If you’re a meat-lover, there’s nothing quite like tucking into a juicy steak or breathing in the heady aroma of boerewors sizzling on the braai.
But even the most diehard meat-eater is finding it harder and harder to ignore the facts: the production of meat is affecting our poor, beleaguered planet.
Research shows livestock is responsible for about 14,5% of greenhouse gas emissions, and 70% of global deforestation takes place in order to grow animal feed.
Little wonder that Veganuary – a movement that encourages eating plant-based foods in the first month of the year – is growing in popularity. In the UK alone, 250 000 people signed up for the largely meat-free month last year.
The EAT-Lancet Commission on Food, Planet and Health has determined that “significant dietary shifts must take place by 2050”.
“Global consumption of fruits, vegetables, nuts and legumes will have to double and consumption of foods such as red meat and sugar will have to be reduced by 50%,” the panel of experts say.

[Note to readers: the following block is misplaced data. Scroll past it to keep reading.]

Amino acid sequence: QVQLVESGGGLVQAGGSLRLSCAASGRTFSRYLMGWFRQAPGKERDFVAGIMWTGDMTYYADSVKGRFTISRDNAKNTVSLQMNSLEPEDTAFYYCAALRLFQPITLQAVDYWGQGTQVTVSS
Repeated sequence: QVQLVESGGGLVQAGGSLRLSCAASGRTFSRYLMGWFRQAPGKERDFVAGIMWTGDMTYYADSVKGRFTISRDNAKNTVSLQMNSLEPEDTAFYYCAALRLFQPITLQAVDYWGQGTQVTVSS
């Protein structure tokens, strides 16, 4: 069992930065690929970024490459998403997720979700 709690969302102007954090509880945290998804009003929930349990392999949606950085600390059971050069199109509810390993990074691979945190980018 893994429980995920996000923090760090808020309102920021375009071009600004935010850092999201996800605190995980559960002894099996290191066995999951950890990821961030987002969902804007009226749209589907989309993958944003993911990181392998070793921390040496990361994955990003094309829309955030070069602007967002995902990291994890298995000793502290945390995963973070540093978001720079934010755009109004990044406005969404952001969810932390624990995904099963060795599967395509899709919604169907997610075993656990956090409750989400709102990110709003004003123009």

The world is taking note: by the end of last year, plant-based diets were one of the top global food trends.
“Last year saw a substantial increase in plant-based diets,” says Cindy Chin, a dietician at Woolworths. “That means vegetables and plant products are no longer just side dishes but the main meal.”
“If everyone followed a plant-based diet, there would be more than enough food to feed everyone on the planet,” says Donovan Will, director of food awareness organisation ProVeg South Africa.
Many of us don’t want to go the whole hog and ditch meat entirely – but if you’re keen to take things a bit further than Meatless Mondays or Veganuary, you’ll be doing the planet a favour.
So how do you do this while ensuring you still eat a properly balanced diet?
HOW TO GET STARTED
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23 January 2020